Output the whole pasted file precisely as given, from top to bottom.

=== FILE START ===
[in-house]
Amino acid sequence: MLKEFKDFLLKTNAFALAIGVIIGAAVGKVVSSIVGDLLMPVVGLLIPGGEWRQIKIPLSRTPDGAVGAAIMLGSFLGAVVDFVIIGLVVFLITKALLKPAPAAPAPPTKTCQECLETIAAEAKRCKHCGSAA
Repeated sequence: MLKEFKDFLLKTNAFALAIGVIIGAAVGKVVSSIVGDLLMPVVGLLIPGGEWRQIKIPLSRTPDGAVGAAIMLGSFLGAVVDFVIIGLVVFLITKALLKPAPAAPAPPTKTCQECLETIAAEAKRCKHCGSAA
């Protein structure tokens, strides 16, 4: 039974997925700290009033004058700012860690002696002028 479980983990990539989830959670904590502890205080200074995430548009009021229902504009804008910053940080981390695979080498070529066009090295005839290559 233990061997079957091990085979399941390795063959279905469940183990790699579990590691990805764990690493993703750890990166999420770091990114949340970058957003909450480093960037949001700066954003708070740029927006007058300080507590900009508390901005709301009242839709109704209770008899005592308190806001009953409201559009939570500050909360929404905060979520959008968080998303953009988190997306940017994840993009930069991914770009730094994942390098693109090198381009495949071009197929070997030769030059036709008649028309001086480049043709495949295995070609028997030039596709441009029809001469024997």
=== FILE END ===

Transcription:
[in-house]
Amino acid sequence: MLKEFKDFLLKTNAFALAIGVIIGAAVGKVVSSIVGDLLMPVVGLLIPGGEWRQIKIPLSRTPDGAVGAAIMLGSFLGAVVDFVIIGLVVFLITKALLKPAPAAPAPPTKTCQECLETIAAEAKRCKHCGSAA
Repeated sequence: MLKEFKDFLLKTNAFALAIGVIIGAAVGKVVSSIVGDLLMPVVGLLIPGGEWRQIKIPLSRTPDGAVGAAIMLGSFLGAVVDFVIIGLVVFLITKALLKPAPAAPAPPTKTCQECLETIAAEAKRCKHCGSAA
């Protein structure tokens, strides 16, 4: 039974997925700290009033004058700012860690002696002028 479980983990990539989830959670904590502890205080200074995430548009009021229902504009804008910053940080981390695979080498070529066009090295005839290559 233990061997079957091990085979399941390795063959279905469940183990790699579990590691990805764990690493993703750890990166999420770091990114949340970058957003909450480093960037949001700066954003708070740029927006007058300080507590900009508390901005709301009242839709109704209770008899005592308190806001009953409201559009939570500050909360929404905060979520959008968080998303953009988190997306940017994840993009930069991914770009730094994942390098693109090198381009495949071009197929070997030769030059036709008649028309001086480049043709495949295995070609028997030039596709441009029809001469024997």